Rup Narayan Das

A careful observation reveals India’s nuanced outreach towards Taiwan in recent times after Prime Minister Narendra Modi came to power in 2014. It is not widely known that Modi had visited Taiwan way back in 1999 as general secretary of Bharatiya Janata Party (BJP) which is now in power and had hosted a big Taiwanese business delegation to Gujarat in 2011 when he was the chief minister of the state. China Steel Corporation (CSC), a steel major of Taiwan, signed an agreement with the Gujarat government in 2012 to set up an electrical steel plant at Dahej in Gujarat at the cost of 178 million US$.

Constraints of ‘One China Policy’

India does not accord diplomatic recognition to Taiwan because of its ‘One China Policy’. This is a policy that India has been following since 30 December 1949 when it withdrew recognition to the Republic of China (Taiwan) and accorded recognition to the People’s Republic of China which was born on 30th October 1949. However, there have been simultaneous engagement with Taiwan in terms of trade and people-to-people contacts within the framework of ‘One China Policy’. In 1992, Taiwan’s External Trade Development Council, a semi-official institution affiliated to the Ministry of Economic Affairs, set up a Taiwan Trade Centre in Mumbai as a liaison office in charge of promoting trade with India.

A more comprehensive relationship was achieved in 1995 when Taipei Economic and Cultural Centre (TECC) was set up in New Delhi to provide consular services and to facilitate other functions similar to an embassy. India also established the India-Taipei Association (ITA) as an equivalent institution in Taipei. Taipei has been able to appoint career diplomats to India from the beginning, but given the fact that Indian government considers its relationship with Taiwan as ‘unofficial’, Taiwan’s diplomats in New Delhi had limited access to Indian government. Despite such difficulties, TECC has been serving as a formal representation of Taiwan’s government in India [i].

The Growing Political Convergence

India is, however, slowly shedding its hesitancy to reach out to Taiwan. India and Taiwan moved closer to each other after the Democratic Progressive Party (DPP) returned to power in 2016 and unfurled its “New Southbound Policy” with India as a target country. In a significant development between the two democracies, a delegation including three Taiwanese legislators, academics and business members visited India in February 2017. During the visit, the delegation articulated that Taiwan’s independence was an international reality. The visit riled China. India downplayed the visit and said that the visit was non-political. The statement issued by the Ministry of External Affairs said there was nothing new or unusual about such visits and political meaning should not be read into them.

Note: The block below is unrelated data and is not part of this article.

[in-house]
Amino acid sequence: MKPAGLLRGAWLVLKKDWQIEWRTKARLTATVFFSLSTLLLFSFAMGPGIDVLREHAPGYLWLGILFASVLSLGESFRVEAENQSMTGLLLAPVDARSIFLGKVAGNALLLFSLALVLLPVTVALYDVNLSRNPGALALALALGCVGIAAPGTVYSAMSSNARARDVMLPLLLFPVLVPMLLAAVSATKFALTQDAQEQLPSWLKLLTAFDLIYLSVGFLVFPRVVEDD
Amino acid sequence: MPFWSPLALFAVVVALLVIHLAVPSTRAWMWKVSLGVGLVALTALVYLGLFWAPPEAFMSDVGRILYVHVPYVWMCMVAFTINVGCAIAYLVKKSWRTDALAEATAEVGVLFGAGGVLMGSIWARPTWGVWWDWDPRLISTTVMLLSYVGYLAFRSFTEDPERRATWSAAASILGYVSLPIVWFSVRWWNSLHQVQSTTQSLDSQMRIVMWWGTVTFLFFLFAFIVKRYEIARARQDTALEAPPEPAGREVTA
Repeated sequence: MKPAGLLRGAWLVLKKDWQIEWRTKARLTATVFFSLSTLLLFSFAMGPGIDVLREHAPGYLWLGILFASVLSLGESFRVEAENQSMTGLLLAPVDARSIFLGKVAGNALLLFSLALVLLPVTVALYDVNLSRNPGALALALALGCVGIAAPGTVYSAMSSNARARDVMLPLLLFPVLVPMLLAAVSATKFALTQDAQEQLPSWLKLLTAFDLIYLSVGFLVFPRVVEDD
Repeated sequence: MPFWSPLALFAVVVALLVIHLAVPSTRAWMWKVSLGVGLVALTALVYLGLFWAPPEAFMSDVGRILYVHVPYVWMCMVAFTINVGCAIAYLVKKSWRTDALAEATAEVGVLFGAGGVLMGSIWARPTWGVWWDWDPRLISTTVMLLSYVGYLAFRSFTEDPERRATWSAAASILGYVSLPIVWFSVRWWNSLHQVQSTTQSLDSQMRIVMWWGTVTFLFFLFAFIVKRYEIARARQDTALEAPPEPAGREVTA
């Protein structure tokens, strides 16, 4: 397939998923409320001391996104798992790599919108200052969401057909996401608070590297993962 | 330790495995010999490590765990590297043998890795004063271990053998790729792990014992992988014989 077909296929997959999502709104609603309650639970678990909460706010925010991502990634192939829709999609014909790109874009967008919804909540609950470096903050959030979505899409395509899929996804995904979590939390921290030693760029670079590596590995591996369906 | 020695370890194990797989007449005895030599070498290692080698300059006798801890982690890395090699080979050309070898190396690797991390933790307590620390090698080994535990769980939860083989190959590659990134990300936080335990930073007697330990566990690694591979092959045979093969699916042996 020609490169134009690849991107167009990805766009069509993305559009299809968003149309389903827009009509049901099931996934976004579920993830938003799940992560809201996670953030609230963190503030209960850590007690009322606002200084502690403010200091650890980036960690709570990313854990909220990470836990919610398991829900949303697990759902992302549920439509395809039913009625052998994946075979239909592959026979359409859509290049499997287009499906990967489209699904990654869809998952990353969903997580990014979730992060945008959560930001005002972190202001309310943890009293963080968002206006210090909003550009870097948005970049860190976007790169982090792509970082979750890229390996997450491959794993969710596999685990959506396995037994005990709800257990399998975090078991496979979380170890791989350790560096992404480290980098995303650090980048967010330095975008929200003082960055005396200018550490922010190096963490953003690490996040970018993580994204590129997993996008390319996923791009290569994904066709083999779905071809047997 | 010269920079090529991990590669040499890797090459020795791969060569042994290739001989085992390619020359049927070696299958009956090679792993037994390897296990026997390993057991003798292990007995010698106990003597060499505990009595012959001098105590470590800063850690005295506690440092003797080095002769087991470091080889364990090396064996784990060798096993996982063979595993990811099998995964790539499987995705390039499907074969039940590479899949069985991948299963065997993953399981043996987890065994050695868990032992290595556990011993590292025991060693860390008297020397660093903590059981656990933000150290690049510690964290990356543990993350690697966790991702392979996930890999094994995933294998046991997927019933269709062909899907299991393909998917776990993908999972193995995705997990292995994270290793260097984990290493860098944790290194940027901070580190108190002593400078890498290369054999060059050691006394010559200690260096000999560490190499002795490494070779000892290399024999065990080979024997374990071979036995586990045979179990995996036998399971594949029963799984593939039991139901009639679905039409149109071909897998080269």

A December 2018 report of the Parliamentary  Committee of External Affairs, headed by the ace Parliamentarian Dr Shashi Tharoor in the wake of the June 2017 Doklam incident, presented,

“…It comes as a matter of concern to the Committee that even when India is overly cautious about China’s sensitivities while dealing with Taiwan and Tibet, China does not exhibit the same deference while dealing with India’s sovereignty concerns, be it in the case of Arunachal Pradesh or that of the China-Pakistan Economic Corridor (CPEC) in Pakistan Occupied Kashmir (PoK). Given the fact of China’s muscular approach of late while dealing with some of the issues pertaining to India, it is difficult for the Committee to be content with India’s continuing with its conventionally differential foreign policy towards China. Dealing with China essentially requires a flexible approach. The Committee strongly feel that the Government should contemplate using all options including its relations with Taiwan, as part of such an approach.” [ii]